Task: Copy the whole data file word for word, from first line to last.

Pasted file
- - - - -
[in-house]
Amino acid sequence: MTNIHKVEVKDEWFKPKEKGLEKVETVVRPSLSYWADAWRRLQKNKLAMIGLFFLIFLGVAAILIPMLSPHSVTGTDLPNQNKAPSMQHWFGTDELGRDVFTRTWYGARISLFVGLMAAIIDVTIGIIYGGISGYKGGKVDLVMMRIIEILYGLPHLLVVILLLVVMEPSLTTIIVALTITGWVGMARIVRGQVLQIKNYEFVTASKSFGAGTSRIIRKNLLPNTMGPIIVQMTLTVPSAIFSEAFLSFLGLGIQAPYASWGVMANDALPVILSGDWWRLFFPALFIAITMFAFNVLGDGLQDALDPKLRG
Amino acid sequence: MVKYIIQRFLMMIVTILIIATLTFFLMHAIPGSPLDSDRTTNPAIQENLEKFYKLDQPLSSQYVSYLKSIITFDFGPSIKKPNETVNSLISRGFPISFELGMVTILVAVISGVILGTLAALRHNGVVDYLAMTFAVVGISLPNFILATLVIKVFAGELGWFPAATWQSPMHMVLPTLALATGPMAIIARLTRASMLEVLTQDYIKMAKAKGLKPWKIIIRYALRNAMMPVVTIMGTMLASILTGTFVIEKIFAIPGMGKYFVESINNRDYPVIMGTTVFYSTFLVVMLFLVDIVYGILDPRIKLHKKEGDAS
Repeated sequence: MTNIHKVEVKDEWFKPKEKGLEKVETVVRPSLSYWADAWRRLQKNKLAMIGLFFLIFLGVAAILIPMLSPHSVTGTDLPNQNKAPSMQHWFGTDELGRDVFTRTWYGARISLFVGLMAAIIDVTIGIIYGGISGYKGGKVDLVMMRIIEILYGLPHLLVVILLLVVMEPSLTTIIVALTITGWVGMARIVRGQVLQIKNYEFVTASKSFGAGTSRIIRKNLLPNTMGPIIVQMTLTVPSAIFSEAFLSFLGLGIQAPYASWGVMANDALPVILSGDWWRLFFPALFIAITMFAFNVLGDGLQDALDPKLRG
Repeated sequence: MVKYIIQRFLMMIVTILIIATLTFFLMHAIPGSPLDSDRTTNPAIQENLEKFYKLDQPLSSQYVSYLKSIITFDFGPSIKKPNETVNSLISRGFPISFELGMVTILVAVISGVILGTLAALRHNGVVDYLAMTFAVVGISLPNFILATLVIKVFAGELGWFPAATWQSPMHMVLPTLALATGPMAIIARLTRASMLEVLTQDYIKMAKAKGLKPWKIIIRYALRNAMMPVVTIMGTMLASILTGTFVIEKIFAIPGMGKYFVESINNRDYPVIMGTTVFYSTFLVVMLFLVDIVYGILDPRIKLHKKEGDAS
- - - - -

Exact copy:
[in-house]
Amino acid sequence: MTNIHKVEVKDEWFKPKEKGLEKVETVVRPSLSYWADAWRRLQKNKLAMIGLFFLIFLGVAAILIPMLSPHSVTGTDLPNQNKAPSMQHWFGTDELGRDVFTRTWYGARISLFVGLMAAIIDVTIGIIYGGISGYKGGKVDLVMMRIIEILYGLPHLLVVILLLVVMEPSLTTIIVALTITGWVGMARIVRGQVLQIKNYEFVTASKSFGAGTSRIIRKNLLPNTMGPIIVQMTLTVPSAIFSEAFLSFLGLGIQAPYASWGVMANDALPVILSGDWWRLFFPALFIAITMFAFNVLGDGLQDALDPKLRG
Amino acid sequence: MVKYIIQRFLMMIVTILIIATLTFFLMHAIPGSPLDSDRTTNPAIQENLEKFYKLDQPLSSQYVSYLKSIITFDFGPSIKKPNETVNSLISRGFPISFELGMVTILVAVISGVILGTLAALRHNGVVDYLAMTFAVVGISLPNFILATLVIKVFAGELGWFPAATWQSPMHMVLPTLALATGPMAIIARLTRASMLEVLTQDYIKMAKAKGLKPWKIIIRYALRNAMMPVVTIMGTMLASILTGTFVIEKIFAIPGMGKYFVESINNRDYPVIMGTTVFYSTFLVVMLFLVDIVYGILDPRIKLHKKEGDAS
Repeated sequence: MTNIHKVEVKDEWFKPKEKGLEKVETVVRPSLSYWADAWRRLQKNKLAMIGLFFLIFLGVAAILIPMLSPHSVTGTDLPNQNKAPSMQHWFGTDELGRDVFTRTWYGARISLFVGLMAAIIDVTIGIIYGGISGYKGGKVDLVMMRIIEILYGLPHLLVVILLLVVMEPSLTTIIVALTITGWVGMARIVRGQVLQIKNYEFVTASKSFGAGTSRIIRKNLLPNTMGPIIVQMTLTVPSAIFSEAFLSFLGLGIQAPYASWGVMANDALPVILSGDWWRLFFPALFIAITMFAFNVLGDGLQDALDPKLRG
Repeated sequence: MVKYIIQRFLMMIVTILIIATLTFFLMHAIPGSPLDSDRTTNPAIQENLEKFYKLDQPLSSQYVSYLKSIITFDFGPSIKKPNETVNSLISRGFPISFELGMVTILVAVISGVILGTLAALRHNGVVDYLAMTFAVVGISLPNFILATLVIKVFAGELGWFPAATWQSPMHMVLPTLALATGPMAIIARLTRASMLEVLTQDYIKMAKAKGLKPWKIIIRYALRNAMMPVVTIMGTMLASILTGTFVIEKIFAIPGMGKYFVESINNRDYPVIMGTTVFYSTFLVVMLFLVDIVYGILDPRIKLHKKEGDAS